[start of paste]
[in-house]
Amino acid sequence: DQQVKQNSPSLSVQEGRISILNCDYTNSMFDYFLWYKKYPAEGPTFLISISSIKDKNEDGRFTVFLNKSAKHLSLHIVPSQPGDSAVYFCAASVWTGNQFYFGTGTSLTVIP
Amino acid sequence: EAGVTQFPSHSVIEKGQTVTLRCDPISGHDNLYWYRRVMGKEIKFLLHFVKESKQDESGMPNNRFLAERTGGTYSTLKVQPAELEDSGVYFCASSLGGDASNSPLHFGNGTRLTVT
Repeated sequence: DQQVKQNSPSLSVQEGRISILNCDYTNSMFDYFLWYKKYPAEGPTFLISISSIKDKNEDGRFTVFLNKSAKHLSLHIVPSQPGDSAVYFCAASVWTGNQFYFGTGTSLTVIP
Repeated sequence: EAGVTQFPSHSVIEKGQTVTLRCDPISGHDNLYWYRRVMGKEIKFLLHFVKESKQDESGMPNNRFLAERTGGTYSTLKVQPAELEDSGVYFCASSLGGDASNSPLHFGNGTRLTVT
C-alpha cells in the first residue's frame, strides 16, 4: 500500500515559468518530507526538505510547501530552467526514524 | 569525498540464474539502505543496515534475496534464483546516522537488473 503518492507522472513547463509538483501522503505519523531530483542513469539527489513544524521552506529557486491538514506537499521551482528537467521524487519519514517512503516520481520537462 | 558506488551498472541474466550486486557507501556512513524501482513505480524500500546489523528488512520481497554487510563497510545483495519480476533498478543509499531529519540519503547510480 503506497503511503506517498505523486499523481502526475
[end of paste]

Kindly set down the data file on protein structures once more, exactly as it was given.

[in-house]
Amino acid sequence: DQQVKQNSPSLSVQEGRISILNCDYTNSMFDYFLWYKKYPAEGPTFLISISSIKDKNEDGRFTVFLNKSAKHLSLHIVPSQPGDSAVYFCAASVWTGNQFYFGTGTSLTVIP
Amino acid sequence: EAGVTQFPSHSVIEKGQTVTLRCDPISGHDNLYWYRRVMGKEIKFLLHFVKESKQDESGMPNNRFLAERTGGTYSTLKVQPAELEDSGVYFCASSLGGDASNSPLHFGNGTRLTVT
Repeated sequence: DQQVKQNSPSLSVQEGRISILNCDYTNSMFDYFLWYKKYPAEGPTFLISISSIKDKNEDGRFTVFLNKSAKHLSLHIVPSQPGDSAVYFCAASVWTGNQFYFGTGTSLTVIP
Repeated sequence: EAGVTQFPSHSVIEKGQTVTLRCDPISGHDNLYWYRRVMGKEIKFLLHFVKESKQDESGMPNNRFLAERTGGTYSTLKVQPAELEDSGVYFCASSLGGDASNSPLHFGNGTRLTVT
C-alpha cells in the first residue's frame, strides 16, 4: 500500500515559468518530507526538505510547501530552467526514524 | 569525498540464474539502505543496515534475496534464483546516522537488473 503518492507522472513547463509538483501522503505519523531530483542513469539527489513544524521552506529557486491538514506537499521551482528537467521524487519519514517512503516520481520537462 | 558506488551498472541474466550486486557507501556512513524501482513505480524500500546489523528488512520481497554487510563497510545483495519480476533498478543509499531529519540519503547510480 503506497503511503506517498505523486499523481502526475